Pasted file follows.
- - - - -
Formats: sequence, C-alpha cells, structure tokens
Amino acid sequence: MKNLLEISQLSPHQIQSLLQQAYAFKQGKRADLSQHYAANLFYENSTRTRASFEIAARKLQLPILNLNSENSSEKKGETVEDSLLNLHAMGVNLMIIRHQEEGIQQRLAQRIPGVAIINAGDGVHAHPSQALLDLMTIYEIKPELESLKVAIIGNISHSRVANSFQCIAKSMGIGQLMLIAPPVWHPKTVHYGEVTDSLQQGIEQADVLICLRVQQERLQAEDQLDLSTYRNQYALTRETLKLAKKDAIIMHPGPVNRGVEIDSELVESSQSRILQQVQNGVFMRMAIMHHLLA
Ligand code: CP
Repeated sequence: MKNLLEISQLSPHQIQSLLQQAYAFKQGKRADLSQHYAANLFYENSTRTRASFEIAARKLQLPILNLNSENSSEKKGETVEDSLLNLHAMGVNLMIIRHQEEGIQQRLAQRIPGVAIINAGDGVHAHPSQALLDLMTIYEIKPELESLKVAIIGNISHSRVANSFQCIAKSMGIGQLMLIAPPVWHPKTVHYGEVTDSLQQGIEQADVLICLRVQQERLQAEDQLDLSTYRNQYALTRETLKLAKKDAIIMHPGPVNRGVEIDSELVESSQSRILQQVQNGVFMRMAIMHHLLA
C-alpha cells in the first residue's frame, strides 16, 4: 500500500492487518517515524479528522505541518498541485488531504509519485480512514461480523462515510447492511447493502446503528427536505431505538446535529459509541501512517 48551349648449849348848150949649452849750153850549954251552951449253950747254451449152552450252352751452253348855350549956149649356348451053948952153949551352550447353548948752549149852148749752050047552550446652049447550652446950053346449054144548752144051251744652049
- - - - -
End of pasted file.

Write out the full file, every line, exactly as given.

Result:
Formats: sequence, C-alpha cells, structure tokens
Amino acid sequence: MKNLLEISQLSPHQIQSLLQQAYAFKQGKRADLSQHYAANLFYENSTRTRASFEIAARKLQLPILNLNSENSSEKKGETVEDSLLNLHAMGVNLMIIRHQEEGIQQRLAQRIPGVAIINAGDGVHAHPSQALLDLMTIYEIKPELESLKVAIIGNISHSRVANSFQCIAKSMGIGQLMLIAPPVWHPKTVHYGEVTDSLQQGIEQADVLICLRVQQERLQAEDQLDLSTYRNQYALTRETLKLAKKDAIIMHPGPVNRGVEIDSELVESSQSRILQQVQNGVFMRMAIMHHLLA
Ligand code: CP
Repeated sequence: MKNLLEISQLSPHQIQSLLQQAYAFKQGKRADLSQHYAANLFYENSTRTRASFEIAARKLQLPILNLNSENSSEKKGETVEDSLLNLHAMGVNLMIIRHQEEGIQQRLAQRIPGVAIINAGDGVHAHPSQALLDLMTIYEIKPELESLKVAIIGNISHSRVANSFQCIAKSMGIGQLMLIAPPVWHPKTVHYGEVTDSLQQGIEQADVLICLRVQQERLQAEDQLDLSTYRNQYALTRETLKLAKKDAIIMHPGPVNRGVEIDSELVESSQSRILQQVQNGVFMRMAIMHHLLA
C-alpha cells in the first residue's frame, strides 16, 4: 500500500492487518517515524479528522505541518498541485488531504509519485480512514461480523462515510447492511447493502446503528427536505431505538446535529459509541501512517 48551349648449849348848150949649452849750153850549954251552951449253950747254451449152552450252352751452253348855350549956149649356348451053948952153949551352550447353548948752549149852148749752050047552550446652049447550652446950053346449054144548752144051251744652049